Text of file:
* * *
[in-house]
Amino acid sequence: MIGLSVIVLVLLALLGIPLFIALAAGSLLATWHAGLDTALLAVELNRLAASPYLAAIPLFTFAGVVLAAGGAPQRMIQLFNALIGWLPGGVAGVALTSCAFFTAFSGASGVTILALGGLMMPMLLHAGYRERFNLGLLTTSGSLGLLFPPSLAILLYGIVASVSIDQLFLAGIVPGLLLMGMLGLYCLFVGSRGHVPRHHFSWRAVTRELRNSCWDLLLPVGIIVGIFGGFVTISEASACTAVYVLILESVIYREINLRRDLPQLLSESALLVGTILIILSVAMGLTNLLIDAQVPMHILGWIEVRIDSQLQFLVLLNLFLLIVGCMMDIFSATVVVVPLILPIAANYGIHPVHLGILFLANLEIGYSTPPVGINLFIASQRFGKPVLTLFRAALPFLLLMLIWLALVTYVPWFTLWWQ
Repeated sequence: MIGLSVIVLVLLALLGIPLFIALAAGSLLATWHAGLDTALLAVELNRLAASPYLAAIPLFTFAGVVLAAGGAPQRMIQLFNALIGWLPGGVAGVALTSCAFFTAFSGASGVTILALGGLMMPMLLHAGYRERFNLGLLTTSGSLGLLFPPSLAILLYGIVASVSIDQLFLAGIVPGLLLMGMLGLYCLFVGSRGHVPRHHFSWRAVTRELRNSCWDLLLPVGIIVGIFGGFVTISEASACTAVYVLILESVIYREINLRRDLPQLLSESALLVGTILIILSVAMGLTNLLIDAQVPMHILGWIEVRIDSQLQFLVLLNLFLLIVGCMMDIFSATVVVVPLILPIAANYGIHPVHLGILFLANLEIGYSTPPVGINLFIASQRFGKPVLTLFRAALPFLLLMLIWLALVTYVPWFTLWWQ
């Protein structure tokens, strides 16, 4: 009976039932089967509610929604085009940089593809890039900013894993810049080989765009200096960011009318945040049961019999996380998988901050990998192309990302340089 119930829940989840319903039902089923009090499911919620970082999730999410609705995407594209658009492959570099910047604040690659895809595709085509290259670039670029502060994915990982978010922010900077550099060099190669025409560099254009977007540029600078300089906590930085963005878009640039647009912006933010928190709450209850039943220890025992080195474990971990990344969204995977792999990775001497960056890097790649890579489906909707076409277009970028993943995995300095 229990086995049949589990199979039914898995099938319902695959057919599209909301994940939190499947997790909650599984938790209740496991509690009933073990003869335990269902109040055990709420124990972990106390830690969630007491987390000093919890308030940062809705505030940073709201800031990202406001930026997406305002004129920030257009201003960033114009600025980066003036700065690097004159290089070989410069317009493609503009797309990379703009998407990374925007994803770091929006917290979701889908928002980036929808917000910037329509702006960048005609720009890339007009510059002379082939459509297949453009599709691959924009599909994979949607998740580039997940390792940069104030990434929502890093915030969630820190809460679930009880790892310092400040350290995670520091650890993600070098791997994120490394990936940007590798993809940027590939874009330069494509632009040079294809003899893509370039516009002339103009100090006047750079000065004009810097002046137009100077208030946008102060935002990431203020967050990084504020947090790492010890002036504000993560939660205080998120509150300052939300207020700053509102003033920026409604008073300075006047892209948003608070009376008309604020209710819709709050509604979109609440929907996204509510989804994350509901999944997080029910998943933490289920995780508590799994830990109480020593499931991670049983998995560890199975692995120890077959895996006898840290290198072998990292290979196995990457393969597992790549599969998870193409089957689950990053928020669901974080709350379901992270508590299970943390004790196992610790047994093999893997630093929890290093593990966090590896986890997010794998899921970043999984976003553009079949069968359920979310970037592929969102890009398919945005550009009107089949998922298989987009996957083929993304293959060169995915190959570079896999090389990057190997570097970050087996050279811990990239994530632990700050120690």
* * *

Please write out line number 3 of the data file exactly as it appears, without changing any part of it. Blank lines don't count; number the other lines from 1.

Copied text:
Repeated sequence: MIGLSVIVLVLLALLGIPLFIALAAGSLLATWHAGLDTALLAVELNRLAASPYLAAIPLFTFAGVVLAAGGAPQRMIQLFNALIGWLPGGVAGVALTSCAFFTAFSGASGVTILALGGLMMPMLLHAGYRERFNLGLLTTSGSLGLLFPPSLAILLYGIVASVSIDQLFLAGIVPGLLLMGMLGLYCLFVGSRGHVPRHHFSWRAVTRELRNSCWDLLLPVGIIVGIFGGFVTISEASACTAVYVLILESVIYREINLRRDLPQLLSESALLVGTILIILSVAMGLTNLLIDAQVPMHILGWIEVRIDSQLQFLVLLNLFLLIVGCMMDIFSATVVVVPLILPIAANYGIHPVHLGILFLANLEIGYSTPPVGINLFIASQRFGKPVLTLFRAALPFLLLMLIWLALVTYVPWFTLWWQ